My paintings feature photographs of birch tree trunks that I gather walking around Ontario and from trips abroad. I scout out locations where these trees are growing and sometimes return multiple times to get them in their best light.
I print out the photographs, and stick them to the canvas with acrylic medium (paint without the pigment). The image bonds into the paint, and after it has dried overnight I wet the paper and scrape it away.
This prepared canvas is then ready for painting. I add many layers of paint to create depth and light.
Birch trees proudly sport their scars. Each mark on their white skin is a reminder of lost branches and harm inflicted. The more scars the more majestic and beautiful they appear to us. I want to celebrate these scars, the ones we all have, physical and emotional, the ones that make us interesting, make us who we are. I want to bathe my trees in the light and colour that they deserve.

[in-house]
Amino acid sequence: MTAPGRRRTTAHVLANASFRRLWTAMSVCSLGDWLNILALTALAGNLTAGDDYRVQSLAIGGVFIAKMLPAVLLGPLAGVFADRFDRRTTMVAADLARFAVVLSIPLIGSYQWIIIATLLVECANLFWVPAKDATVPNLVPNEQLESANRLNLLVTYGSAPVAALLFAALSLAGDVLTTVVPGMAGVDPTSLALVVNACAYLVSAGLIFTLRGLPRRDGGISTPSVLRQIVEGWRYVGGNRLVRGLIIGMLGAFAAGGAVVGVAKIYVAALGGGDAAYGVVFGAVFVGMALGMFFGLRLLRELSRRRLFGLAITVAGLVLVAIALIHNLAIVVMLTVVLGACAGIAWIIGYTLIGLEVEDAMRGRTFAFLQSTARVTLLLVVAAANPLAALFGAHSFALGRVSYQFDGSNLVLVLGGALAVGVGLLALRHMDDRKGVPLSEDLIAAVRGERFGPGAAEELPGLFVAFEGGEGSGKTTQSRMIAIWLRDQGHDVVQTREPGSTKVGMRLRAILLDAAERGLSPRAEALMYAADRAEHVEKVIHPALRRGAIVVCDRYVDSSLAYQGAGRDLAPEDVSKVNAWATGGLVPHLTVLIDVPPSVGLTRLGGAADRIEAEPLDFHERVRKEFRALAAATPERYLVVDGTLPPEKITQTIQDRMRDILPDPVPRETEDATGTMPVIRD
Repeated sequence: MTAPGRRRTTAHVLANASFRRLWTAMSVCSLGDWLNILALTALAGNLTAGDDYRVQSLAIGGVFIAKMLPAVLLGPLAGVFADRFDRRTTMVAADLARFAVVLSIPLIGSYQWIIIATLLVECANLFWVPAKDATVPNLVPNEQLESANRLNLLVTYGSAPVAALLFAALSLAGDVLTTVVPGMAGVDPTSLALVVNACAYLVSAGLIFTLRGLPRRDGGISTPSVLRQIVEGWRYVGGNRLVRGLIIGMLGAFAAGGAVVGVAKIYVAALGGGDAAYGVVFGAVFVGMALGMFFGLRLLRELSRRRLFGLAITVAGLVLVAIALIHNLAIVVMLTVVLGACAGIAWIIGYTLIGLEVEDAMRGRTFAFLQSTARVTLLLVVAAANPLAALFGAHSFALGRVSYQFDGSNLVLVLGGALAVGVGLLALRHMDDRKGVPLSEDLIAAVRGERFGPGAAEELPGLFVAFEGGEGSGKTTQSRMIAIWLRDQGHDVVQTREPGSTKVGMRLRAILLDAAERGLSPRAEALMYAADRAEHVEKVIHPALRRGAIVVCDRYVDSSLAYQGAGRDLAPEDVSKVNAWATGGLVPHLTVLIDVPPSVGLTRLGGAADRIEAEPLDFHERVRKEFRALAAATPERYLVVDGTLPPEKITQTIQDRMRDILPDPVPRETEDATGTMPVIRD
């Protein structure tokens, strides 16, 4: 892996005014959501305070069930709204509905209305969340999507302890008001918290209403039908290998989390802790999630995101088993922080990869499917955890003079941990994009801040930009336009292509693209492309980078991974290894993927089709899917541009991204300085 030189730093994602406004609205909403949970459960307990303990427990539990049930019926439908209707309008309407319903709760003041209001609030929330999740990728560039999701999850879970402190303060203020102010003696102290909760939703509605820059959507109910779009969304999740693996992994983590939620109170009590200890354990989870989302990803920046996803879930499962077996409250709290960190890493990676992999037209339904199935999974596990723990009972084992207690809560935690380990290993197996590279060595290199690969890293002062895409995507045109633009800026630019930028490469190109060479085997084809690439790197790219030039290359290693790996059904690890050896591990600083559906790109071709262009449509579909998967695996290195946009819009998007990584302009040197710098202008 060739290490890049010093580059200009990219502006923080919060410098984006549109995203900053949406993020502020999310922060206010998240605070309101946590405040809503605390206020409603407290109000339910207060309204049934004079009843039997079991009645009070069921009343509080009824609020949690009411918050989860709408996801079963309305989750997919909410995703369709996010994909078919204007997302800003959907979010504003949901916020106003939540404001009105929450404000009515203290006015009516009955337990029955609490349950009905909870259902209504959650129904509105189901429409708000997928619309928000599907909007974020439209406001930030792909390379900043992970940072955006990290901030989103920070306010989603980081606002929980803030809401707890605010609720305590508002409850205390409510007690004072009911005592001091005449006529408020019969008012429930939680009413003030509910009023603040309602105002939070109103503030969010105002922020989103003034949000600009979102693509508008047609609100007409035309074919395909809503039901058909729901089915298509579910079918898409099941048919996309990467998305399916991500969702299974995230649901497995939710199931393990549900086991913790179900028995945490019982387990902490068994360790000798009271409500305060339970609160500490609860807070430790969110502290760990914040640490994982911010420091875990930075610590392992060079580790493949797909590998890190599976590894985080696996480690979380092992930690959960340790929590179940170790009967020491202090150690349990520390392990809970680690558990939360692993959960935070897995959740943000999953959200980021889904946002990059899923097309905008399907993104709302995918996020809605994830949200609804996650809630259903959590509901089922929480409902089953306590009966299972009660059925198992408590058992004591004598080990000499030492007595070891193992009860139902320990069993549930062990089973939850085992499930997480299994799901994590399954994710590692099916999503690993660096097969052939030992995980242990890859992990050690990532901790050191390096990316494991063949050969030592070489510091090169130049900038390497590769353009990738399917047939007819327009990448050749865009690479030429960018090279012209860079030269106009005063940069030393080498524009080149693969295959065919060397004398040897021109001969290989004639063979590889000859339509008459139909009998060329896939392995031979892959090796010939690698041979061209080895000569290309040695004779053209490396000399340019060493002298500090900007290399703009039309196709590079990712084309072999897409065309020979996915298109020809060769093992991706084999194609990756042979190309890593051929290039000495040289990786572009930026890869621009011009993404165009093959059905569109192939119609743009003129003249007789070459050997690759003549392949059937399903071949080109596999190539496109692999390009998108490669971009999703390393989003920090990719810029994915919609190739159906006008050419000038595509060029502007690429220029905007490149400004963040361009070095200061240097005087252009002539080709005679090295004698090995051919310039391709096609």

For the trunks, there are multiple sittings, I want the photo to catch them at their best angle in their best light. The phototransfer is stuck down on the canvas, left to dry and then the paper backing is laboriously scraped off.
Then I start painting. I love the contrast between the solid never changing trunk which I use in different paintings; and the fleeting foliage that is never the same twice, changing with the seasons and the time of day.
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